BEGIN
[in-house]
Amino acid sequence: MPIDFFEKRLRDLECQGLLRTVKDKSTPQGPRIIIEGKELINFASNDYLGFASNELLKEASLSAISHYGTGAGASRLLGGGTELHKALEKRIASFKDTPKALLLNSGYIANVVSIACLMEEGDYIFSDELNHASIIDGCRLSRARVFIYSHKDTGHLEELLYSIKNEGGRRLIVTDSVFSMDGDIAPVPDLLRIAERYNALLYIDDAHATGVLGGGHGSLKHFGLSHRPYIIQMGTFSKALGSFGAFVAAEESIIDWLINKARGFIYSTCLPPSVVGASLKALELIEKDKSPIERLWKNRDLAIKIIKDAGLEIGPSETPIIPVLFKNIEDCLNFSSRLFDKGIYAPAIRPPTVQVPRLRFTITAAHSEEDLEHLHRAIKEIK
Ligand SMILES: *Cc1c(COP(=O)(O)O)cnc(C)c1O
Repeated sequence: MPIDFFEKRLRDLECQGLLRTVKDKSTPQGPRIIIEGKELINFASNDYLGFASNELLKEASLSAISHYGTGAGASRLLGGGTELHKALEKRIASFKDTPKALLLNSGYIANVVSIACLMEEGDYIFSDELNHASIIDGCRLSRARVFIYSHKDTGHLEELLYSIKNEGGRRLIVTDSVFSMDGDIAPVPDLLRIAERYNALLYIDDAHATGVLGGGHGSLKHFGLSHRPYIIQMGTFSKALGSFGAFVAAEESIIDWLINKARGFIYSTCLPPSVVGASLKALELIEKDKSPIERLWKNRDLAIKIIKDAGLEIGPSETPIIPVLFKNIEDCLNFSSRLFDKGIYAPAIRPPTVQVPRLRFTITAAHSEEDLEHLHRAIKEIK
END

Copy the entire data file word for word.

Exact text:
[in-house]
Amino acid sequence: MPIDFFEKRLRDLECQGLLRTVKDKSTPQGPRIIIEGKELINFASNDYLGFASNELLKEASLSAISHYGTGAGASRLLGGGTELHKALEKRIASFKDTPKALLLNSGYIANVVSIACLMEEGDYIFSDELNHASIIDGCRLSRARVFIYSHKDTGHLEELLYSIKNEGGRRLIVTDSVFSMDGDIAPVPDLLRIAERYNALLYIDDAHATGVLGGGHGSLKHFGLSHRPYIIQMGTFSKALGSFGAFVAAEESIIDWLINKARGFIYSTCLPPSVVGASLKALELIEKDKSPIERLWKNRDLAIKIIKDAGLEIGPSETPIIPVLFKNIEDCLNFSSRLFDKGIYAPAIRPPTVQVPRLRFTITAAHSEEDLEHLHRAIKEIK
Ligand SMILES: *Cc1c(COP(=O)(O)O)cnc(C)c1O
Repeated sequence: MPIDFFEKRLRDLECQGLLRTVKDKSTPQGPRIIIEGKELINFASNDYLGFASNELLKEASLSAISHYGTGAGASRLLGGGTELHKALEKRIASFKDTPKALLLNSGYIANVVSIACLMEEGDYIFSDELNHASIIDGCRLSRARVFIYSHKDTGHLEELLYSIKNEGGRRLIVTDSVFSMDGDIAPVPDLLRIAERYNALLYIDDAHATGVLGGGHGSLKHFGLSHRPYIIQMGTFSKALGSFGAFVAAEESIIDWLINKARGFIYSTCLPPSVVGASLKALELIEKDKSPIERLWKNRDLAIKIIKDAGLEIGPSETPIIPVLFKNIEDCLNFSSRLFDKGIYAPAIRPPTVQVPRLRFTITAAHSEEDLEHLHRAIKEIK